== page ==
Home to hundreds of fish species, the Salish Sea in Washington and British Columbia is one of the most biologically diverse inland seas in the world. According to a recent study pubished in the journal Environmental Monitoring and Assessment, REEF citizen scientists play an important role in documenting and monitoring the health of fish populations in the Salish Sea. In fact, citizen scientists who conducted surveys as part of the REEF Volunteer Fish Survey Project helped monitor more than half of the total fish species known to occur in the Salish Sea. REEF surveyors also expanded the known range of multiple species within the ecosystem and documented the presence of a fish species not previously known to occur in the Salish Sea, the Striped Kelpfish (Gibbonsia metzi), bringing the total number of fish species known to use the Salish Sea to 261.
The research was led by SeaDoc Society. SeaDoc has partnered with REEF for almost two decades to help train volunteer divers in the Pacific Northwest. REEF citizen scientists have been surveying the Salish Sea since 1998. The study was also informed by a list of species published by fisheries biologists Theodore Pietsch and James Orr. The authors compared data from 13,000 REEF surveys collected from about 800 sites in the Salish Sea over 21 years (1998-2019). Volunteers observed 138 of the 261 species and expanded the range of 18 species, meaning they were spotted in an area of the Salish Sea where they previously had not been documented to exist.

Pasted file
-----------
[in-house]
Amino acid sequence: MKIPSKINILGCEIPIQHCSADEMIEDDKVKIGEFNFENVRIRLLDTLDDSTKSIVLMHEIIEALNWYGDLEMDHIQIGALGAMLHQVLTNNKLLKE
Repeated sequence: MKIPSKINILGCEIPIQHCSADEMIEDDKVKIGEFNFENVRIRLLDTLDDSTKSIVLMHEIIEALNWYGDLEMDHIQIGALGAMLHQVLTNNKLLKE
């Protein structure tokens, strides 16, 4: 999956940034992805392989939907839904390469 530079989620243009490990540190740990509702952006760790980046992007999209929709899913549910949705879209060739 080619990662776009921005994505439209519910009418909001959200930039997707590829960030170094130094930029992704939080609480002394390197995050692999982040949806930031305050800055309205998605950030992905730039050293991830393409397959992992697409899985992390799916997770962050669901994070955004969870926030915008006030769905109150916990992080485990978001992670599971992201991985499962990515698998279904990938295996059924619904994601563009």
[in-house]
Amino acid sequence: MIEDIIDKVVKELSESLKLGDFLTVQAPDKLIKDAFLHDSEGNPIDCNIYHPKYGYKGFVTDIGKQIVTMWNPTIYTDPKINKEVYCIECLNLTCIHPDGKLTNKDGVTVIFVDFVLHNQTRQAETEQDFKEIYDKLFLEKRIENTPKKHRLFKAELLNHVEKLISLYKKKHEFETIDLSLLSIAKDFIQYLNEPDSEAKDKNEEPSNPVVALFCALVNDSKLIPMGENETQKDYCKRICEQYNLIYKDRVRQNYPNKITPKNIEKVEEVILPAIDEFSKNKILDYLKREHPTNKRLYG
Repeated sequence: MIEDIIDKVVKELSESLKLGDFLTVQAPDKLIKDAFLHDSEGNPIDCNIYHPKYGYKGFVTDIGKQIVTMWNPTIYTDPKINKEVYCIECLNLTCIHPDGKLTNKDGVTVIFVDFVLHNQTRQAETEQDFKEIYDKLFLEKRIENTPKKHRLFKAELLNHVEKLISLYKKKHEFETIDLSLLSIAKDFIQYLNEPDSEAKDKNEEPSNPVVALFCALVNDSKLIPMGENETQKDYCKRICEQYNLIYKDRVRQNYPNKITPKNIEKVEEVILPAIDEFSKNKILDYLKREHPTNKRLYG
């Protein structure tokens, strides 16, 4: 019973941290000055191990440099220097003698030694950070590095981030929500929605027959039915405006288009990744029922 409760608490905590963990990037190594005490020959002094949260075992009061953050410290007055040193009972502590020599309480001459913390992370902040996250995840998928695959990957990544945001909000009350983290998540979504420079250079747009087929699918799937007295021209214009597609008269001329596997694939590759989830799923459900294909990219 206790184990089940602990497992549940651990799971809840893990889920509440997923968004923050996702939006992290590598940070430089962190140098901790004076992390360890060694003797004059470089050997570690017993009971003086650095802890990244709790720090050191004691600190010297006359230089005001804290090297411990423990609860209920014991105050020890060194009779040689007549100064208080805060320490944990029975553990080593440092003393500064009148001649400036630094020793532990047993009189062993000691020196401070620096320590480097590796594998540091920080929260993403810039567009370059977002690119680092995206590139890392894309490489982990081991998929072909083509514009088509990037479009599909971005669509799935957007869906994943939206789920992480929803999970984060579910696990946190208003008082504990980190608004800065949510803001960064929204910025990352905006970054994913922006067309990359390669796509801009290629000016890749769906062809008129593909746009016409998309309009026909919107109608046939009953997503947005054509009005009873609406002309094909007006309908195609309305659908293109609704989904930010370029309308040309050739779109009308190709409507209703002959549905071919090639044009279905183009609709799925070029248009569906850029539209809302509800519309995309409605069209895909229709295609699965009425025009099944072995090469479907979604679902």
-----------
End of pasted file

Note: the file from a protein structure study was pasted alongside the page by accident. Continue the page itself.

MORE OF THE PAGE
Not all fish species have an equal chance of being spotted by a scuba diver. Some might live hundreds of feet deep, expertly hide themselves, or only rarely venture into the Salish Sea. The authors took this into account and categorized each fish based on its potential for encounter by a recreational diver. Based on these parameters, REEF surveyors sighted 85% of fish species that lend themselves to visual observation. This helps demonstrate the power of citizen science and shows that experienced surveyors can expand what scientists know about range, life history, population status, size, age, behavior, and more.
“I had so much fun exploring the REEF database and published compilation of Salish Sea fishes,” said lead author Elizabeth Ashley, a UC Davis research assistant with SeaDoc Society. “This study highlights that the incredible biodiversity of the Salish Sea merits the use of a diverse set of tools, wielded by both professional and citizen scientists, to fully understand and protect these fishes.”
The full citation of the paper is: Ashley, EA, CV Pattengill-Semmens, JW Orr, JD Nichols, and JK Gaydos. 2022. Documenting Fishes in an Inland Sea with Citizen Scientist Diver Surveys: using taxonomic expertise to inform the observation potential of fish species. Environmental Monitoring and Assessment. 194, 227 (2022). https://doi.org/10.1007/s10661-022-09857-1.
To see a full list of scientific papers that have included REEF data and projects, visit www.REEF.org/db/publications.
Special thanks to SeaDoc Society for providing the press release and content for this article.